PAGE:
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I have not heard mention about utililizing independent strat equity, nothing to do with the strat itself, a out of market profitable or not strat wont trade on a curve break , but other market style strats should pick up when the other leaves off. same stock, multi stat setups specific to our common market conditions, ie; trend up and down, atr range , speed an allotted accounts to trade equity independently, ... 20 great strats do not trade all the time regardless yet can be at the ready as market conditions permit, problems associated with curve is reoptimising the proper curve and when, yet a tight fit strat should hold a tight fit curve verses a 1 strat fits all bit, will be testing multi equity curve in near term, there is a strat picker dll out there the impliments stats bases on curve setting in paper mode and sets it live once equity curve conditions are met, sets it to sleep when broke back into paper mode for re analysis. not rocket science, i curve 20 different charts same strat different settings independenly, i do not automate paper or live account switch, next on my todo list. hope this was some insight beyond the perfect strat to beat the curve, it more like how one curve can help the other. a strat must run live or paper 24 hrs a day , your strat is your servant keep it serving you or thats when you miss the next big move.

Not a vendor, just a trader. I do not sell anything. Current studies involve EasyLanguage, Money Management and Technical Analysis. Do Enjoy: Fibs, S / R's , Eliotts, Cycles, Trends , Skews. Not Enjoy: fundamentals, Main St Media . It's all about keeping your emotions out of trading and work a system. Appreciate all insight as will be returned. Scotty B.

Last edited by bullsandthebears; January 26th, 2013 at 11:15 PM. Reason: spelling
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Old February 21st, 2013, 10:13 AM   #15 (permalink)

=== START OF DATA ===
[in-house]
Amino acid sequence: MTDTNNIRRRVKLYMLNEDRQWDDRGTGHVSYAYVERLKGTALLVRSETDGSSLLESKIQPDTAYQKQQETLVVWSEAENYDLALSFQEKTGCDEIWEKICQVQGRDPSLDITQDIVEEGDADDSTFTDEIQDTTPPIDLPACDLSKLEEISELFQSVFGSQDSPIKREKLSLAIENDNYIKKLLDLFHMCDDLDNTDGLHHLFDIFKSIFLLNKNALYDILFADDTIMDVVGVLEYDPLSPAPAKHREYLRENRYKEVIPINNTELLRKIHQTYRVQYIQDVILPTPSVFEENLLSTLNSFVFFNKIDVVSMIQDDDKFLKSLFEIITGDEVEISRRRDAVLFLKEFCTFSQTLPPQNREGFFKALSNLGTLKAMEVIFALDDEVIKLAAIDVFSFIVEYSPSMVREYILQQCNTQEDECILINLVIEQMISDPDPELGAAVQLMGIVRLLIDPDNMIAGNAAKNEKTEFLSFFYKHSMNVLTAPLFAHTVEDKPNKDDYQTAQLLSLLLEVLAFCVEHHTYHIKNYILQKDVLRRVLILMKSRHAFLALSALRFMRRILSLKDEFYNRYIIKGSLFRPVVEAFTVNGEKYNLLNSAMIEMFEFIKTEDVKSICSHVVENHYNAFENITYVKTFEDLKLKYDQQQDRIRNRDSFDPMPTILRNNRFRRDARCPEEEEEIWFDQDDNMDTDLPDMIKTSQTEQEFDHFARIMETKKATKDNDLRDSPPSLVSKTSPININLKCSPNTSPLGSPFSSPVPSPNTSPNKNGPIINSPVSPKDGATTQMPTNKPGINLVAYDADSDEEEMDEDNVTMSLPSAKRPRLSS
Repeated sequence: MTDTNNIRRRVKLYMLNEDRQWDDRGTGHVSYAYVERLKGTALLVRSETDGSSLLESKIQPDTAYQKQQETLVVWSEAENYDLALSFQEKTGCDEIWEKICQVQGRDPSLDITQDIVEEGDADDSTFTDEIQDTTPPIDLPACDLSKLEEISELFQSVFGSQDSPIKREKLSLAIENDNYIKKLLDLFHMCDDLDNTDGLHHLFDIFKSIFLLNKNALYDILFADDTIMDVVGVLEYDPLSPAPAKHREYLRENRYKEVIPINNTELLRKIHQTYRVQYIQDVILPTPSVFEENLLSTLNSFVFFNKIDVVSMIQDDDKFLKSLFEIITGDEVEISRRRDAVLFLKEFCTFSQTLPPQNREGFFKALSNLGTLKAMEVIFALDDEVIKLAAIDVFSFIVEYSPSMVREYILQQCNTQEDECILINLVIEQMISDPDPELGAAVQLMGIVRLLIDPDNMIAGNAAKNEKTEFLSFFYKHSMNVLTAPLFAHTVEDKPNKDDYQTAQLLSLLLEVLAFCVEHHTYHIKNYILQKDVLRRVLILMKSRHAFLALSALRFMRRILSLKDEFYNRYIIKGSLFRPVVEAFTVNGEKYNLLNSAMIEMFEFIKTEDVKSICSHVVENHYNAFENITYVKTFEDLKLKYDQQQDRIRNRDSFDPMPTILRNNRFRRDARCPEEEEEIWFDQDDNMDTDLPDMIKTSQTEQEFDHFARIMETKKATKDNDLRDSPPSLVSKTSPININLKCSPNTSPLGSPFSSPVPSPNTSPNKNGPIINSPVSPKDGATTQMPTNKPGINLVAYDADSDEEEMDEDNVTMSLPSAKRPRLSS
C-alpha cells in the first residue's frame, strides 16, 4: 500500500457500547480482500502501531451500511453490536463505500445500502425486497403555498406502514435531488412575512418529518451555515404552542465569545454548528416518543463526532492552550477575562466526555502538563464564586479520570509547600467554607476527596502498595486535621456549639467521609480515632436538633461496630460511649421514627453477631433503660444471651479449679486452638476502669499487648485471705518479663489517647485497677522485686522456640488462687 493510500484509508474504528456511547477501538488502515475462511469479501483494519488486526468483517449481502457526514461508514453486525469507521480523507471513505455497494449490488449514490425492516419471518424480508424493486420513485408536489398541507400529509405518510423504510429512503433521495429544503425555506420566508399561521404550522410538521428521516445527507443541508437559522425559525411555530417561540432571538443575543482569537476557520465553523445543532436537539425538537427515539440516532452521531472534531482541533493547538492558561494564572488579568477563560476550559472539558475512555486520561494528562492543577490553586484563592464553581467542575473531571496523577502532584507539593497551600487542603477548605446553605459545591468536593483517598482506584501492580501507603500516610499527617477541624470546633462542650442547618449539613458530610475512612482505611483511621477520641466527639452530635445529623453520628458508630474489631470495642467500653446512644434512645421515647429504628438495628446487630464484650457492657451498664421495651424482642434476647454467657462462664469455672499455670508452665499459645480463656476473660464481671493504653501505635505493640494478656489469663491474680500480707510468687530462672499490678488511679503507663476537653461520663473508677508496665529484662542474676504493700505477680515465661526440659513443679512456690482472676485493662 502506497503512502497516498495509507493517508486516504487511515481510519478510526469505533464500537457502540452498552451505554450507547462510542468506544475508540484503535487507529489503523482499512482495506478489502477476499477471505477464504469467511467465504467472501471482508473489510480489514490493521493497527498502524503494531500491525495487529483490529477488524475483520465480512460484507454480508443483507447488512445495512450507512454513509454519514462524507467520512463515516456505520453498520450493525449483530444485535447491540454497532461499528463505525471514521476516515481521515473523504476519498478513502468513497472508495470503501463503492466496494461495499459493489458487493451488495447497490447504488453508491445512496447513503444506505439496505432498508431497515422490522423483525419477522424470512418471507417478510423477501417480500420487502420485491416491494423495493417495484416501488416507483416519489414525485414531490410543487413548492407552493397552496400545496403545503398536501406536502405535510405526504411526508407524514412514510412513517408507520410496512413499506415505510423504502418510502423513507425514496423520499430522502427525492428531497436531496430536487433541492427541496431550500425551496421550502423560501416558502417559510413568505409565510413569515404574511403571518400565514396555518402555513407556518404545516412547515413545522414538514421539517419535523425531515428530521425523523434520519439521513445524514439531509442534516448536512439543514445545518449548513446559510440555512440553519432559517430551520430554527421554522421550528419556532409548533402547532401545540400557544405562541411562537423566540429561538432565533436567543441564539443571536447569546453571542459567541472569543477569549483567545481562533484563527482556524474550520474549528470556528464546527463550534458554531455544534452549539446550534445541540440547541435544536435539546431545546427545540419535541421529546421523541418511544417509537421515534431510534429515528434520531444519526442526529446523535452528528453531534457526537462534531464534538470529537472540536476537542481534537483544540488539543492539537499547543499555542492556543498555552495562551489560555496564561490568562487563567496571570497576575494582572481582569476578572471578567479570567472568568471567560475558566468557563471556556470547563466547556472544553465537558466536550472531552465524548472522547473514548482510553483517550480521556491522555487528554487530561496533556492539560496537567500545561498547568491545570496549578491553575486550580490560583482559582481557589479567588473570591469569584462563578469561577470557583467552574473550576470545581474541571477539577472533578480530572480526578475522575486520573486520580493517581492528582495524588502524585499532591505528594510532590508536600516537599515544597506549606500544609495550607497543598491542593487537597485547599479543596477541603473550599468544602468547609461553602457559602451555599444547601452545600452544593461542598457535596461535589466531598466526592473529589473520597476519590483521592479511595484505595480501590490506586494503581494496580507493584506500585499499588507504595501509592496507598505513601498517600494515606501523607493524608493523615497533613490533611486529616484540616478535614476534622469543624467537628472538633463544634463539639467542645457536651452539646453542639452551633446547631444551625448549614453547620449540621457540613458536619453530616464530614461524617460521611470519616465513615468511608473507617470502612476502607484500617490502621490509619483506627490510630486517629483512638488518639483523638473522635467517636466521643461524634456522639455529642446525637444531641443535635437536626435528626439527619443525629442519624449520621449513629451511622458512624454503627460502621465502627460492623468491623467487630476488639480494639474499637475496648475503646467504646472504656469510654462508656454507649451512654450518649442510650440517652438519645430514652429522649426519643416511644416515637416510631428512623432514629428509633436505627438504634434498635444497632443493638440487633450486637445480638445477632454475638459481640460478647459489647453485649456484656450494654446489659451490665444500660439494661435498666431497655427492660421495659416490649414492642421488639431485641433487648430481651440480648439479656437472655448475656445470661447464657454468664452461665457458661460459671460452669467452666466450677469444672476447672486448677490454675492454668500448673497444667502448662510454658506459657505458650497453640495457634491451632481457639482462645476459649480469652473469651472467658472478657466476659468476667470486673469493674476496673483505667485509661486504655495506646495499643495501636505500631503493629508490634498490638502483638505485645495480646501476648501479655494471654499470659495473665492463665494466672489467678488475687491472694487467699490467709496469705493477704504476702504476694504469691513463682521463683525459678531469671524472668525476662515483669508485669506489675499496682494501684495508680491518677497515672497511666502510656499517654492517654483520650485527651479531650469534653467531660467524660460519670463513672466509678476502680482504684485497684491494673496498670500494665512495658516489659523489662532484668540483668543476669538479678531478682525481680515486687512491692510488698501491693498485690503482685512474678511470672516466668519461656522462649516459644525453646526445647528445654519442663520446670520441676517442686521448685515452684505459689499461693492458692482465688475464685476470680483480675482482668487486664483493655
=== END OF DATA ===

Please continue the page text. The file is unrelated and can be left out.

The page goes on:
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I have been experimenting with an equity curve. I had stated previously never could get an equity curve to benefit my trading. But I recently added some new strategies to my trading mix that are significantly upping the number of trades I take. I am finding an equity curve to be of great value. Some key things at least in regards to my situation. My system does not rely a few big winners for profit. My profits are spread out over a lot of trades so going to SIM mode when below the curve and live when above works well. I think a system that relies on a few big winners could have problems because if you miss that big trade while in SIM can really skew your results. I have never liked a system that relied on a few big winners anyway because there are many things that can cause you to miss that big trade. A system that spreads profits out is much more forgiving imo.

Will give up some profit using a curve but less draw deep draw downs. Even a good system when market conditions change can have sustained draw downs. Does not mean system has gone bad but market conditions just are not right for the system. A curve can allow you to wait out those conditions without destroying your account. There is possibility to get stuck going above and below the curve every other trade which can cause some problems but I have found that is less of a problem than potential for a sustained draw down without a curve. I have also found curve does not work well unless a system takes a good number of trades. A system that takes a small number of trades at least in my experience can actually be hurt by using a curve.

There are some mental hurdles to overcome if using a curve. Main one is it is hard to go to SIM when below the curve. Only way you get above curve is to have some trades win in SIM. So that means you will will be in SIM on some profitable trades. The feeling of dang I missed a winning trade must be dealt with. I deal with it by looking at my overall system and not getting caught placing to much importance on individual trades.

If considering a curve treat it like everything else and run your back test results through it to see how it effects your system as not every system will benefit and it can even hurt.

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Last edited by liquidcci; February 21st, 2013 at 11:15 AM.
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Old February 22nd, 2013, 04:50 PM   #16 (permalink)